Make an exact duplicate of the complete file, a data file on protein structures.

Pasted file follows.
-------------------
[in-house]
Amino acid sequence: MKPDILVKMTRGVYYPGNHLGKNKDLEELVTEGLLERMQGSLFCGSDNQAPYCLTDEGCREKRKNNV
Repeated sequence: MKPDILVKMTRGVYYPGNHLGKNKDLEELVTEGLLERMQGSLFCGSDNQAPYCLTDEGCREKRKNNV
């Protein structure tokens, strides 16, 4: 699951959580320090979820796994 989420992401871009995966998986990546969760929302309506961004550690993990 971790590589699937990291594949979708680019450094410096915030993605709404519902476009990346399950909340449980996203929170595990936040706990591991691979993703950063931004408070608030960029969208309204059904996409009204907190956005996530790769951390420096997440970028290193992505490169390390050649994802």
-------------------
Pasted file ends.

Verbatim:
[in-house]
Amino acid sequence: MKPDILVKMTRGVYYPGNHLGKNKDLEELVTEGLLERMQGSLFCGSDNQAPYCLTDEGCREKRKNNV
Repeated sequence: MKPDILVKMTRGVYYPGNHLGKNKDLEELVTEGLLERMQGSLFCGSDNQAPYCLTDEGCREKRKNNV
């Protein structure tokens, strides 16, 4: 699951959580320090979820796994 989420992401871009995966998986990546969760929302309506961004550690993990 971790590589699937990291594949979708680019450094410096915030993605709404519902476009990346399950909340449980996203929170595990936040706990591991691979993703950063931004408070608030960029969208309204059904996409009204907190956005996530790769951390420096997440970028290193992505490169390390050649994802």